Why city slicker Mindy Bud­gor swapped her stilet­tos for a spear as she be­came the first fe­male Maa­sai war­rior.

City slicker Mindy Bud­gor’s new book de­tails how she swapped her de­signer suits for spears in her quest to be­come the first fe­male Maa­sai war­rior. Now back to ‘nor­mal life’, the ex­pe­ri­ence has changed her for ever, as Hannah Stephen­son finds out

Friday - - Society Living Leisure -

What drives a mid­dle-class woman with a love of Chanel and Louis Vuitton to swap her city life for one in the wilder­ness of the African bush amid dan­ger­ous an­i­mals?

This was the choice of high-flyer Mindy Bud­gor, who joined a Maa­sai tribe and found her­self track­ing lions by stick­ing her finger in their drop­pings, among other pursuits.

Today, re­minders of her Maa­sai ad­ven­ture are scat­tered around her Man­hat­tan apart­ment, in­clud­ing her sword and spear, which she used to ward off a buf­falo and other beasts, while she still wears the bracelet of colour­ful beads given to her on the day she was in­ducted into the tribe.

“I also wear a ring made of buf­falo horn. It was a buf­falo we ended up killing – only be­cause it was go­ing to kill us,” she adds.

The 32-year-old ad­ven­turer has now charted her ex­pe­ri­ences in her book, War­rior Princess, set­ting the scene for this life-chang­ing jour­ney.

In her early twen­ties, Mindy had achieved more busi­ness suc­cess than most en­joy in a life­time. The goget­ting en­tre­pre­neur had al­ready sold her first busi­ness – a concierge laun­dry ser­vice for stu­dents she be­gan while at col­lege – for a tidy sum.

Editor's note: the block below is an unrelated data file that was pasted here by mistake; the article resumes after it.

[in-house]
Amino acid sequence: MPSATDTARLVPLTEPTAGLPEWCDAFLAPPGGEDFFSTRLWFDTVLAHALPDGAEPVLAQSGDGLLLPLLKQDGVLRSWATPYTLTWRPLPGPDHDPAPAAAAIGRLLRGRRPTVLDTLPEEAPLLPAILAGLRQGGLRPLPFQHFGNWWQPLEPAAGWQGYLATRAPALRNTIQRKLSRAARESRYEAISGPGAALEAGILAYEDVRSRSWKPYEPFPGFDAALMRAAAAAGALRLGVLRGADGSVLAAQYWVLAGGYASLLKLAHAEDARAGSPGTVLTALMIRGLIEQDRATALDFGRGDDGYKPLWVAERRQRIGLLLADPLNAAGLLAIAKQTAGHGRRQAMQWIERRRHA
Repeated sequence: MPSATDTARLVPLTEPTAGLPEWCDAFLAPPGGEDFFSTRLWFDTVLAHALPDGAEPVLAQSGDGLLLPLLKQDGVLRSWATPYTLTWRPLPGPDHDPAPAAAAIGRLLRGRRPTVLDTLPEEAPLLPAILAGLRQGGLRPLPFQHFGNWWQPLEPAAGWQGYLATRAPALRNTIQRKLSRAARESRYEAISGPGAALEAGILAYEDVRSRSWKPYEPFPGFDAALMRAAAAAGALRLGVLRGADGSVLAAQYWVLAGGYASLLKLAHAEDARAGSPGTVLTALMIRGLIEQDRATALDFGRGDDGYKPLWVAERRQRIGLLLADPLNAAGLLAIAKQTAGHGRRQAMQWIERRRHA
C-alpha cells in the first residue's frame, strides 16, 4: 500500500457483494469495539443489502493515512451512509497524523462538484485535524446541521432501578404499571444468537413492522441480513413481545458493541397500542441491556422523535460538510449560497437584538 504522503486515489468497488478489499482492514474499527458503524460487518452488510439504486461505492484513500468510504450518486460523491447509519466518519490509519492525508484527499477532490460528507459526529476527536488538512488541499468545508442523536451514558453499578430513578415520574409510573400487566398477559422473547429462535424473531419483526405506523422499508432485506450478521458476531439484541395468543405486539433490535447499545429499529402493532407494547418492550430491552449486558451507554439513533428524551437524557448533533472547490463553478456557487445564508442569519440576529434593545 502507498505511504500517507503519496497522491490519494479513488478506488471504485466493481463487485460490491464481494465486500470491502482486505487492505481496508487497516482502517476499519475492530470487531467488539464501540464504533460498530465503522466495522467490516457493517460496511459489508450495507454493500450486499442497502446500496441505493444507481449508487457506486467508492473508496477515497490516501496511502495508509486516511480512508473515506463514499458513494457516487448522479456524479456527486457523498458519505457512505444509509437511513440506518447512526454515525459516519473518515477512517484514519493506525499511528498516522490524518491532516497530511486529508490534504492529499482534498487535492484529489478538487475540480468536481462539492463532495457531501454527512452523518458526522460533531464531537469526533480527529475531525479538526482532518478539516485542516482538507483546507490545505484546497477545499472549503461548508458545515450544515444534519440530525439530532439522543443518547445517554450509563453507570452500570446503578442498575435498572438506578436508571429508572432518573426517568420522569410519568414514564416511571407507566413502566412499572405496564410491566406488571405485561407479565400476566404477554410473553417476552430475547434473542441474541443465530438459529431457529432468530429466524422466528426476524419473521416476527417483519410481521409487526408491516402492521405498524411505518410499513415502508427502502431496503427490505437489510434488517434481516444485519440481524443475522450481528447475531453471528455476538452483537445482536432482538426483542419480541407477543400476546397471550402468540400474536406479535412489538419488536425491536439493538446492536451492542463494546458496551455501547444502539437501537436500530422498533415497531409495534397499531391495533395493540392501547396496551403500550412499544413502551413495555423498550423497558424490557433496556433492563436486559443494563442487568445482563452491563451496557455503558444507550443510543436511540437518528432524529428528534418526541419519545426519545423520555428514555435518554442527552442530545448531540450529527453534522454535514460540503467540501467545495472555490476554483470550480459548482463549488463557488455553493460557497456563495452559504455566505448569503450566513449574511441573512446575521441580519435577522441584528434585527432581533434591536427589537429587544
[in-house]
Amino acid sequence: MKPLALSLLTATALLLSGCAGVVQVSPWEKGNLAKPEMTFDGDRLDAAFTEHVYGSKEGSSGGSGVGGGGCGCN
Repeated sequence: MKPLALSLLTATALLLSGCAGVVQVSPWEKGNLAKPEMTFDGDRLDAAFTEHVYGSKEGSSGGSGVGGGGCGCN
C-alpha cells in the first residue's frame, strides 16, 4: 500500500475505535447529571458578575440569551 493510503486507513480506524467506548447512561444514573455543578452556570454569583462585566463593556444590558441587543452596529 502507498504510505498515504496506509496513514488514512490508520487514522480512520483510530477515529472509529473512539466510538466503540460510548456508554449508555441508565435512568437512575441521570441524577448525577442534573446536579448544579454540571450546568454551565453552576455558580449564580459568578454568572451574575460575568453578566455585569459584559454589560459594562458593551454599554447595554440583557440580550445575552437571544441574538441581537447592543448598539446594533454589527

She bought a condo and had sav­ings left over, got a job and joined the cor­po­rate tread­mill in Chicago, but couldn’t find any­thing that re­ally mo­ti­vated her. She de­cided to ap­ply to busi­ness school but, while wait­ing for a place, sidestepped with a visit to Africa. It came about af­ter a col­lege friend told her about a trip she had taken to build a clinic in the Maa­sai Mara, a game re­serve in Kenya named af­ter the Maa­sai peo­ple, a semi-no­madic tribe and the first in­hab­i­tants of the area.

In­stantly, Mindy was hooked and de­cided to go out there. “I felt my val­ues were a bit out of sync and that I was fo­cus­ing too much on reach­ing a fin­ish line, get­ting into school or more ma­te­ri­al­is­tic things,” she says. “As soon as I landed, I saw these tribes­men I knew were Maa­sai walk into the for­est with jjust a spear and a sword, with com­plete and ut­ter con­fi­dence, and tthere were lions and ele­phants out tthere. I thought if I could just have 1 per cent of that war­rior pper­spec­tive, I’d be in a more aau­then­tic place in my life.”

Tak­ing up the chal­lenge

OOn the ini­tial two-week trip, she bbe­friended a Maa­sai chief called WWin­ston, who told her that women ccouldn’t be­come Maa­sai war­riors bbe­cause they weren’t brave enough oor strong enough to do what the mmen could do.

“I said, ‘Ex­cuse me?’ I knew that wwar­riors were there to pro­tect their co­com­mu­nity, never hide from an anan­i­mal and when re­sources were slim, they’d go hun­gry first.

“Win­ston said, ‘Well, if you’re will­ing to leave your high heels be­hind, I’ll take you through the rites of pas­sage.’”

Back home in the US, Mindy be­gan build­ing her­self up in the gym, then re­turned to Africa to take up Win­ston’s chal­lenge.